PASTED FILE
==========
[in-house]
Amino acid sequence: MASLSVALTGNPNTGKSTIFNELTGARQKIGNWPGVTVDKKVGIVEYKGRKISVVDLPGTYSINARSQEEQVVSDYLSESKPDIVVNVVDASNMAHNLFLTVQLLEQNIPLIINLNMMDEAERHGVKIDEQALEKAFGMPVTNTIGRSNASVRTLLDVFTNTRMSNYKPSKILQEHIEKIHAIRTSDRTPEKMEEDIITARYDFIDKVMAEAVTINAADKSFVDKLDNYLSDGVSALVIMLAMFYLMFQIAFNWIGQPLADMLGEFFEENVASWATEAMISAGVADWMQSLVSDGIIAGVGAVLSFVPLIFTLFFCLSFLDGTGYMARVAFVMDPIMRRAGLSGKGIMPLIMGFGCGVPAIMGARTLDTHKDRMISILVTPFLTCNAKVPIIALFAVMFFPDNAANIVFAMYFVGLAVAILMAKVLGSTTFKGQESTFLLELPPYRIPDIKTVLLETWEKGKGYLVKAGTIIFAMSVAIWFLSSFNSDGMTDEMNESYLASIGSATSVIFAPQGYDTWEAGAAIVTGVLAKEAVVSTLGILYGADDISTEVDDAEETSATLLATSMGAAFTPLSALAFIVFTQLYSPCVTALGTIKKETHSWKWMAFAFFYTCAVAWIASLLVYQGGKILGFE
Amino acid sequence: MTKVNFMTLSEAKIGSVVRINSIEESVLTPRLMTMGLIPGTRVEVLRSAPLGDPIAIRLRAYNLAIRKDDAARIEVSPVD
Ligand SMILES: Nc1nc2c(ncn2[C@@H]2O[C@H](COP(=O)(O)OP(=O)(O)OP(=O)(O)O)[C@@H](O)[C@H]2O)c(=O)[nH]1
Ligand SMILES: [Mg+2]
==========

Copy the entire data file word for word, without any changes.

[in-house]
Amino acid sequence: MASLSVALTGNPNTGKSTIFNELTGARQKIGNWPGVTVDKKVGIVEYKGRKISVVDLPGTYSINARSQEEQVVSDYLSESKPDIVVNVVDASNMAHNLFLTVQLLEQNIPLIINLNMMDEAERHGVKIDEQALEKAFGMPVTNTIGRSNASVRTLLDVFTNTRMSNYKPSKILQEHIEKIHAIRTSDRTPEKMEEDIITARYDFIDKVMAEAVTINAADKSFVDKLDNYLSDGVSALVIMLAMFYLMFQIAFNWIGQPLADMLGEFFEENVASWATEAMISAGVADWMQSLVSDGIIAGVGAVLSFVPLIFTLFFCLSFLDGTGYMARVAFVMDPIMRRAGLSGKGIMPLIMGFGCGVPAIMGARTLDTHKDRMISILVTPFLTCNAKVPIIALFAVMFFPDNAANIVFAMYFVGLAVAILMAKVLGSTTFKGQESTFLLELPPYRIPDIKTVLLETWEKGKGYLVKAGTIIFAMSVAIWFLSSFNSDGMTDEMNESYLASIGSATSVIFAPQGYDTWEAGAAIVTGVLAKEAVVSTLGILYGADDISTEVDDAEETSATLLATSMGAAFTPLSALAFIVFTQLYSPCVTALGTIKKETHSWKWMAFAFFYTCAVAWIASLLVYQGGKILGFE
Amino acid sequence: MTKVNFMTLSEAKIGSVVRINSIEESVLTPRLMTMGLIPGTRVEVLRSAPLGDPIAIRLRAYNLAIRKDDAARIEVSPVD
Ligand SMILES: Nc1nc2c(ncn2[C@@H]2O[C@H](COP(=O)(O)OP(=O)(O)OP(=O)(O)O)[C@@H](O)[C@H]2O)c(=O)[nH]1
Ligand SMILES: [Mg+2]